This.  One of my dds had a 34 ACT, a great GPA, was going into CompSci.  Yes, she got into every single place she applied to, including some selective ones.  The only ones remotely affordable even after merit aid at all of them was a private where she'd have to take out loans (but that wasn't a deal-breaker for us; it would've just been the capped student loans and she could've paid them off by graduation with what she earned in their coop program), one out-of-state public school where she got full tuition, and two in-state publics, one of which gave her half tuition.  She picked the in-state with half tuition paid that also had optional coop program.  Did two paid coops there, came out not just debt-free but with money in the bank, and with a very nice job offer from one of the coop jobs.  Was able to almost double-major in math (one class short; only reason for that was she decided to graduate a semester early instead because Covid-era remote school no fun).  Does not regret for one minute not going to one of the more 'prestigious' schools.

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2 hours ago, Matryoshka said:

This.  One of my dds had a 34 ACT, a great GPA, was going into CompSci.  Yes, she got into every single place she applied to, including some selective ones.  The only ones remotely affordable even after merit aid at all of them was a private where she'd have to take out loans (but that wasn't a deal-breaker for us; it would've just been the capped student loans and she could've paid them off by graduation with what she earned in their coop program), one out-of-state public school where she got full tuition, and two in-state publics, one of which gave her half tuition.  She picked the in-state with half tuition paid that also had optional coop program.  Did two paid coops there, came out not just debt-free but with money in the bank, and with a very nice job offer from one of the coop jobs.  Was able to almost double-major in math (one class short; only reason for that was she decided to graduate a semester early instead because Covid-era remote school no fun).  Does not regret for one minute not going to one of the more 'prestigious' schools.

My college kid is having a similar experience, had similar stats.   Top 15 public at half tuition.   CS and 2nd major.  This school has definitely exceeded expectations in terms of opportunities and special attention.    If grad school is on the table you want to be even more prudent financially.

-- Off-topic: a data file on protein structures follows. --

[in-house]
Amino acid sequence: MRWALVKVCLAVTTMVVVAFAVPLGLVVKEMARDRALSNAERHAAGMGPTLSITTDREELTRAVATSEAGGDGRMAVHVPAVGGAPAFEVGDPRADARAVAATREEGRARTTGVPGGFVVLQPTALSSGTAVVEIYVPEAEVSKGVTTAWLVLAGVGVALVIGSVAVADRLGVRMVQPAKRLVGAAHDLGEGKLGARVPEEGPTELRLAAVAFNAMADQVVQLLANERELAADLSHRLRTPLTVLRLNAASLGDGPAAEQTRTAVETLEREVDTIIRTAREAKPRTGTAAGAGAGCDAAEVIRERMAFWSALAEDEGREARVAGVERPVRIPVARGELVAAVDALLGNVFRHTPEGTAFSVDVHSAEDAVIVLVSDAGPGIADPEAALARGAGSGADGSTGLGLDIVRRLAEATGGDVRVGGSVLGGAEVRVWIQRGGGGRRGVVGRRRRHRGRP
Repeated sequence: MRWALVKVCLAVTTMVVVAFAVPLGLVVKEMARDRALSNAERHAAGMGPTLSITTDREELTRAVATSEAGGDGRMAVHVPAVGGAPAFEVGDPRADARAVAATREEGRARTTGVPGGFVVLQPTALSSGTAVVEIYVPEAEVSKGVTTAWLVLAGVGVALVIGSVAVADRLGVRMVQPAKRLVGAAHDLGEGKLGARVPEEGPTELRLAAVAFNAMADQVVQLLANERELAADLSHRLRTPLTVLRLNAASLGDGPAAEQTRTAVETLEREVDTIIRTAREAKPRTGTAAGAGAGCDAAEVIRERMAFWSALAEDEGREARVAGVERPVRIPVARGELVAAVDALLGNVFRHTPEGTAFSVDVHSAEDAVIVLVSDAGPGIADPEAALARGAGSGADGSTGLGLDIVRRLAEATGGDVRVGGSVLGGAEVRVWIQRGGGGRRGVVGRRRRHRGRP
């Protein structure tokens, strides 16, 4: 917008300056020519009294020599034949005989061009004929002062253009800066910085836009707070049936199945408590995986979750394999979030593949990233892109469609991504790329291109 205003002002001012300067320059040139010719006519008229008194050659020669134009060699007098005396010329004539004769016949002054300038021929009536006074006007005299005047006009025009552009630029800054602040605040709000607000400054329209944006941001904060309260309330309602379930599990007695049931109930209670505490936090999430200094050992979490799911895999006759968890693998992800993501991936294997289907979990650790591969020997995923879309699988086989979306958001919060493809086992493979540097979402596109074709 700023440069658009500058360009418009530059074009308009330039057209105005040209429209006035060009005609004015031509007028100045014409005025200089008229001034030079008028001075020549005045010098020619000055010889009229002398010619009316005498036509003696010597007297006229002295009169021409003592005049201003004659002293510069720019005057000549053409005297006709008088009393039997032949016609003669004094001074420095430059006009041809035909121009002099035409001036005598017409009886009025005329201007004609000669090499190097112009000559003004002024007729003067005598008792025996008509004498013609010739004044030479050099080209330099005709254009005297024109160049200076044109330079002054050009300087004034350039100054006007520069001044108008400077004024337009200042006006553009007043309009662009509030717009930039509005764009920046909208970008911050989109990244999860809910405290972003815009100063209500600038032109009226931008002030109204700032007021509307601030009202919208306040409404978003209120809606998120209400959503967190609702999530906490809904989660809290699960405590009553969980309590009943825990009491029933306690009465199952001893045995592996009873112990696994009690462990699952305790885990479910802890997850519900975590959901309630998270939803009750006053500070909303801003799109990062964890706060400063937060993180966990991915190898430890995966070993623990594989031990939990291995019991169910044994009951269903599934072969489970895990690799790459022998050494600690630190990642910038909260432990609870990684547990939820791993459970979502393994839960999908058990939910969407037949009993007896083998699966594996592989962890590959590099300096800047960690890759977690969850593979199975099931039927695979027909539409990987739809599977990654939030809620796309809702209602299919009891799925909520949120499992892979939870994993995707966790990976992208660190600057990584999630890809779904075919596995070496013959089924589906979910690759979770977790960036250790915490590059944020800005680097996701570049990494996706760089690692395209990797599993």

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14 minutes ago, catz said:

 If grad school is on the table you want to be even more prudent financially.   

Just want to comment on this aspect for those who aren't aware of this:
in the sciences, grad school for the terminal degree is normally fully funded. Graduate students receive a stipend for living expenses and a tuition waiver and in exchange are working part time as TAs or RAs in their department. 

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I strongly disagree that you need to be prepared to pay the whole enchilada.  I have 2 kids who attended college for free with tuition, room, and board plus additional expenses paid for.  There are schools that offer full-tuition or partial tuition just based on test scores and GPA.  

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On 4/23/2022 at 8:24 PM, shawthorne44 said:

We were 40 when we had DD.   So, we'll be 58 when she's 18.   That is *not* the time to take out loans.  

 

Amen! 
Our dc will go to college with NO loans! Just not financially responsible for our family. That limits their choices, but we and they are ok with that. Dd will apply to non-selective, in-state schools that have generous automatic merit aid, good honors college programs, competitive scholarships, and affordable study abroad programs. She has public and private schools on her list. The FA officers at the two private schools we visited said they use only the FAFSA and do not consider retirement or home equity as available funds.